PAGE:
DAEJEON -- An appellate court on Wednesday ruled against a Buddhist temple in a civil suit it filed to claim a 14th century statue taken away to Japan centuries ago, and stolen and brought back to South Korea a decade ago.
The 50.5-centimeter-tall Buddhist statue from the Goryeo Dynasty (918-1392) was one of the two bronze statues Korean thieves stole from Kannon Temple in Tsushima, Nagasaki Prefecture, in October 2012.
Claiming its ownership, Buseok Temple in Seosan, 98 kilometers southwest of Seoul, filed the suit against the state, demanding the return of the statue currently stored at the National Research Institute of Cultural Heritage in the central city of Daejeon.
In the first ruling in 2017, a district court ruled that Japan appears to have taken away the statue via "abnormal" means, ordering the statue to be returned to Buseok Temple.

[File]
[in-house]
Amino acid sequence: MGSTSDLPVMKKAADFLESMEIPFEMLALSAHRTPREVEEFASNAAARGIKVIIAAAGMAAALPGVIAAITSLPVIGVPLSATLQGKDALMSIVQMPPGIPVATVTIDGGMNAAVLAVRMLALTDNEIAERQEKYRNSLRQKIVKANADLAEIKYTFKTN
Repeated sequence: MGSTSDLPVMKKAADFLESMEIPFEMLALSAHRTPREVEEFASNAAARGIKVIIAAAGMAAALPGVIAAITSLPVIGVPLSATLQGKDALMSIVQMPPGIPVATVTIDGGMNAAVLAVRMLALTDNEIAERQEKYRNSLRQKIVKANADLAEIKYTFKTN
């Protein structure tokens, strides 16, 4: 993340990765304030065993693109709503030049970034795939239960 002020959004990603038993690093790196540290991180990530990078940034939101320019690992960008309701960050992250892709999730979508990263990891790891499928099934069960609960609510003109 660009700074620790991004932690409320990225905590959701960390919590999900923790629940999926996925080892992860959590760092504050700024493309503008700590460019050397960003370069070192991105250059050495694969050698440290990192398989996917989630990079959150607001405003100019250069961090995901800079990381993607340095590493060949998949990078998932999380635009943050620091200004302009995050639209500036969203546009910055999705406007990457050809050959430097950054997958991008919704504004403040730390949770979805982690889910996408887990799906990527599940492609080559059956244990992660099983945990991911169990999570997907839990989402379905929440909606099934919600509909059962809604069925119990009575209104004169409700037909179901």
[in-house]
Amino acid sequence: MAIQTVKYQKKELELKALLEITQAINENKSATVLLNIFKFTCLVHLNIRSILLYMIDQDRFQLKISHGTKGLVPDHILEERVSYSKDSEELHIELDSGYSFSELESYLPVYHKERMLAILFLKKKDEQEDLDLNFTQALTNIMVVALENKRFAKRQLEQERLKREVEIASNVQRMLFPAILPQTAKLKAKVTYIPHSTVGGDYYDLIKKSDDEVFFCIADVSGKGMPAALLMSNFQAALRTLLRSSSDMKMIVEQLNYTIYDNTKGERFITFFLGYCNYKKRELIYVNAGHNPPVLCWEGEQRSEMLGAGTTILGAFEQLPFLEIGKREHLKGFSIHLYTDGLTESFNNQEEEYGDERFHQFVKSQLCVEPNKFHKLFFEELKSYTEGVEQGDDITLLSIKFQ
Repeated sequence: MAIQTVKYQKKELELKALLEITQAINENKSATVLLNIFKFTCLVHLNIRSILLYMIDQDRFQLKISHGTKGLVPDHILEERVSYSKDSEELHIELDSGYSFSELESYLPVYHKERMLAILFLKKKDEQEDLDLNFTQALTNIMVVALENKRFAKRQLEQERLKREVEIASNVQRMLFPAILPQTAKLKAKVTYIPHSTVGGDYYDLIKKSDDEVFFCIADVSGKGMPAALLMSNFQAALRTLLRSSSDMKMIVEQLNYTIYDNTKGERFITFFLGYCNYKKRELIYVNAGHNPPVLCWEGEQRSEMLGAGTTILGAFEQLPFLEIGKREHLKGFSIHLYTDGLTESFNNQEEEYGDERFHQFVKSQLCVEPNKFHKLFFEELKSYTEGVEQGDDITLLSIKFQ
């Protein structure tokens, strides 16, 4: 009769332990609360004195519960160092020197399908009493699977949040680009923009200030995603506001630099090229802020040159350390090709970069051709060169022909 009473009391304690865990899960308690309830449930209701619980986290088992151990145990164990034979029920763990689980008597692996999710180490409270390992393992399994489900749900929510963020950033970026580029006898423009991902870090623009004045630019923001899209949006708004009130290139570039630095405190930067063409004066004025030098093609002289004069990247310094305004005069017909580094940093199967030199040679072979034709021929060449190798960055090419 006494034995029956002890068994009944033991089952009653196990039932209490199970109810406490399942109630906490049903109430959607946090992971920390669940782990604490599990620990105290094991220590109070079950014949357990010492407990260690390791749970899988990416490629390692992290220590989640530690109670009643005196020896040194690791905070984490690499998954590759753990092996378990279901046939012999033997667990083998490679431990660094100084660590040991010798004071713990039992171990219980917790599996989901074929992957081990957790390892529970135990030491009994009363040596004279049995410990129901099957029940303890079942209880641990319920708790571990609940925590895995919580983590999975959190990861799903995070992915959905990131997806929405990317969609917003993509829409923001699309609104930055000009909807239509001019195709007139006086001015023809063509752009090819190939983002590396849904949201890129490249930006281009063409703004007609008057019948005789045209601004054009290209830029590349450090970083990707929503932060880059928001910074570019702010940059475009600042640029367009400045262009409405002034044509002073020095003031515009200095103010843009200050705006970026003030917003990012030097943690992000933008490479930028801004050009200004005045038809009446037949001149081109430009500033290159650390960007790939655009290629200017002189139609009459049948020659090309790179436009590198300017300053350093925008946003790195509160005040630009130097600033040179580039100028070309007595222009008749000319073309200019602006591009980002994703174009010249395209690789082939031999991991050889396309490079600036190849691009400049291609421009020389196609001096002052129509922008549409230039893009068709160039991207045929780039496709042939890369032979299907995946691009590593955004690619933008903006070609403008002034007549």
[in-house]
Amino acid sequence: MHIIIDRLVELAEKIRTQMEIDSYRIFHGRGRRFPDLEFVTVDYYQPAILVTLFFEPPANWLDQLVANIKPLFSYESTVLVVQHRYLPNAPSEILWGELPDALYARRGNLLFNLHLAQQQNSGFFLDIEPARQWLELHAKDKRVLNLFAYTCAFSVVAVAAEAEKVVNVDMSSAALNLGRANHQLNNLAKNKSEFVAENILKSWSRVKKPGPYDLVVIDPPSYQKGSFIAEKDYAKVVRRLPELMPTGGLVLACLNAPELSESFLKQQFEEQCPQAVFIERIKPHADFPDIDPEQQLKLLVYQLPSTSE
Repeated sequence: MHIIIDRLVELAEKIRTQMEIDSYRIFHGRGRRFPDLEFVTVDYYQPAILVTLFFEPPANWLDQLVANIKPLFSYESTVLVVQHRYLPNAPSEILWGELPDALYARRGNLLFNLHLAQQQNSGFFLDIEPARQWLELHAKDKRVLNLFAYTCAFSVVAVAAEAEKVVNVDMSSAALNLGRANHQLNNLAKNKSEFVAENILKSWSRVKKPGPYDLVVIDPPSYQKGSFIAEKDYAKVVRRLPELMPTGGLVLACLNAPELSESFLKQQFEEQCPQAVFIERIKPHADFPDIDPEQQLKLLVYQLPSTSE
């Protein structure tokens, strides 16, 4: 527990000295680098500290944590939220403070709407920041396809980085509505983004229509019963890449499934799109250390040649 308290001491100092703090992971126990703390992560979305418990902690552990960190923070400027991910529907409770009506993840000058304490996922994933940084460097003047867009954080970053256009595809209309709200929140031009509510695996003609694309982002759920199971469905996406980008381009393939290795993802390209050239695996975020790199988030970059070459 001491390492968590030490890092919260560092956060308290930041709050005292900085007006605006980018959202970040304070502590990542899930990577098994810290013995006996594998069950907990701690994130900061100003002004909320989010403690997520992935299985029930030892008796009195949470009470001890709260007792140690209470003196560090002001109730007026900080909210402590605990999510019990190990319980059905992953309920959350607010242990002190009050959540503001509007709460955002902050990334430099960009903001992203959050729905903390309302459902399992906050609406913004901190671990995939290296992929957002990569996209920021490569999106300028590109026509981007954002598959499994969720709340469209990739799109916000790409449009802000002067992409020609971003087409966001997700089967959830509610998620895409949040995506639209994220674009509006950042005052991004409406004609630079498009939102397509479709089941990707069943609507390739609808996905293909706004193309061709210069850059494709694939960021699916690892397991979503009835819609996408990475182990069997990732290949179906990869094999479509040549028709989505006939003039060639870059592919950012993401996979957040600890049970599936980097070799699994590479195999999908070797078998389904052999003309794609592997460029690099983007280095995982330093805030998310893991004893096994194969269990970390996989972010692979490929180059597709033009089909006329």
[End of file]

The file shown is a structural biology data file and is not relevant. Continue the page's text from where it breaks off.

The Daejeon High Court on Wednesday struck down the previous verdict and ruled that the statue should be returned to Japan.
The appellate court said there is evidence suggesting the statue was plundered by Japanese pirates and illegally transferred to Japan.
But the court acknowledged that Kannon Temple is entitled to the statue's ownership because the temple held it peacefully and openly for 60 years before the theft in 2012.
The court acknowledged the statue was produced by Buseok Temple from the Goryeo Dynasty, but said whether the current Buseok Temple is the same religious entity as the Goryeo-era temple has not been proven and thus it is difficult to confirm the modern temple's ownership of the statue.
"Nonetheless, a civil suit only determines the ownership, and the final issue of whether to return the cultural asset should further be determined via UNESCO agreements or the international law," the court said.
Buseok Temple immediately protested the ruling. Kim Byeong-ku, a lawyer representing the temple, said the temple plans to appeal the case. (Yonhap)